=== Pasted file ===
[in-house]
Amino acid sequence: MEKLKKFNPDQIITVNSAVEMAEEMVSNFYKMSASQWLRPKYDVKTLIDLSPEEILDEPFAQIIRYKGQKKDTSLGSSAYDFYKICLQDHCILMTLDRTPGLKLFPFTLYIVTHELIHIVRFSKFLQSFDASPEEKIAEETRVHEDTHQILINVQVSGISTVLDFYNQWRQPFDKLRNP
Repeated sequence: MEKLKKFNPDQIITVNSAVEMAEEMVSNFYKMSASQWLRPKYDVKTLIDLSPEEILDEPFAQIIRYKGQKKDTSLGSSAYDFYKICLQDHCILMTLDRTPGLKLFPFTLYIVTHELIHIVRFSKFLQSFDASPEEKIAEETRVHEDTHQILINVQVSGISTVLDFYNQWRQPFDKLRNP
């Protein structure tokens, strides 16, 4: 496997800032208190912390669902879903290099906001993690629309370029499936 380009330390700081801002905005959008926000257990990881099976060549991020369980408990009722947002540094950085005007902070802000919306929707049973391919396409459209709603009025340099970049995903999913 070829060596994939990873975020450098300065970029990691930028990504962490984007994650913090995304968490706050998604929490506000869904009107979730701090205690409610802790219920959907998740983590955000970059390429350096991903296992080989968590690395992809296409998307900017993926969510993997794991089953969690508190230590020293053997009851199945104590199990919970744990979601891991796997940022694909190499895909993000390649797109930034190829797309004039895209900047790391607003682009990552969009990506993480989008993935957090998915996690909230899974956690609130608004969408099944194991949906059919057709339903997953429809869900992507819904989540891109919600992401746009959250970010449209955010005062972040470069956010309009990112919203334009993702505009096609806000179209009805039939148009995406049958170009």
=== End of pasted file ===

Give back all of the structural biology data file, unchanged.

[in-house]
Amino acid sequence: MEKLKKFNPDQIITVNSAVEMAEEMVSNFYKMSASQWLRPKYDVKTLIDLSPEEILDEPFAQIIRYKGQKKDTSLGSSAYDFYKICLQDHCILMTLDRTPGLKLFPFTLYIVTHELIHIVRFSKFLQSFDASPEEKIAEETRVHEDTHQILINVQVSGISTVLDFYNQWRQPFDKLRNP
Repeated sequence: MEKLKKFNPDQIITVNSAVEMAEEMVSNFYKMSASQWLRPKYDVKTLIDLSPEEILDEPFAQIIRYKGQKKDTSLGSSAYDFYKICLQDHCILMTLDRTPGLKLFPFTLYIVTHELIHIVRFSKFLQSFDASPEEKIAEETRVHEDTHQILINVQVSGISTVLDFYNQWRQPFDKLRNP
């Protein structure tokens, strides 16, 4: 496997800032208190912390669902879903290099906001993690629309370029499936 380009330390700081801002905005959008926000257990990881099976060549991020369980408990009722947002540094950085005007902070802000919306929707049973391919396409459209709603009025340099970049995903999913 070829060596994939990873975020450098300065970029990691930028990504962490984007994650913090995304968490706050998604929490506000869904009107979730701090205690409610802790219920959907998740983590955000970059390429350096991903296992080989968590690395992809296409998307900017993926969510993997794991089953969690508190230590020293053997009851199945104590199990919970744990979601891991796997940022694909190499895909993000390649797109930034190829797309004039895209900047790391607003682009990552969009990506993480989008993935957090998915996690909230899974956690609130608004969408099944194991949906059919057709339903997953429809869900992507819904989540891109919600992401746009959250970010449209955010005062972040470069956010309009990112919203334009993702505009096609806000179209009805039939148009995406049958170009």